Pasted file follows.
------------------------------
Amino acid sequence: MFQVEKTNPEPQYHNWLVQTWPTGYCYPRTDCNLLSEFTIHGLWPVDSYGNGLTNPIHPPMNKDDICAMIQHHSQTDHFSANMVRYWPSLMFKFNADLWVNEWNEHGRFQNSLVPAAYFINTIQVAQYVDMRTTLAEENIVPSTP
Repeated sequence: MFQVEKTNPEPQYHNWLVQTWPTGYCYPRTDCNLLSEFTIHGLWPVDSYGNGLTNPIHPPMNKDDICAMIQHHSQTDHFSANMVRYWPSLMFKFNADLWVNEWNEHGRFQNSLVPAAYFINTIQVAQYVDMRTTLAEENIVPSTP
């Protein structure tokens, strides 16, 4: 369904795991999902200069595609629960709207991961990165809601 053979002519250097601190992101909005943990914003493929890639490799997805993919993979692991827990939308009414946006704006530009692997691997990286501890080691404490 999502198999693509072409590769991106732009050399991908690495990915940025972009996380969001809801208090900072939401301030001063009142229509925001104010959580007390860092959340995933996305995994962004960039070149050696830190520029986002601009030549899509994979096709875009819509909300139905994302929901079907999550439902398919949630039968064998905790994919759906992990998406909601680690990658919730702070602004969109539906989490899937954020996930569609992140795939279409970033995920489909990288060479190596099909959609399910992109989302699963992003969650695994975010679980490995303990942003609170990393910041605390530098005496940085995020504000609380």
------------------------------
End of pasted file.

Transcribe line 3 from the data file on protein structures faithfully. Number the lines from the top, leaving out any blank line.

């Protein structure tokens, strides 16, 4: 369904795991999902200069595609629960709207991961990165809601 053979002519250097601190992101909005943990914003493929890639490799997805993919993979692991827990939308009414946006704006530009692997691997990286501890080691404490 999502198999693509072409590769991106732009050399991908690495990915940025972009996380969001809801208090900072939401301030001063009142229509925001104010959580007390860092959340995933996305995994962004960039070149050696830190520029986002601009030549899509994979096709875009819509909300139905994302929901079907999550439902398919949630039968064998905790994919759906992990998406909601680690990658919730702070602004969109539906989490899937954020996930569609992140795939279409970033995920489909990288060479190596099909959609399910992109989302699963992003969650695994975010679980490995303990942003609170990393910041605390530098005496940085995020504000609380």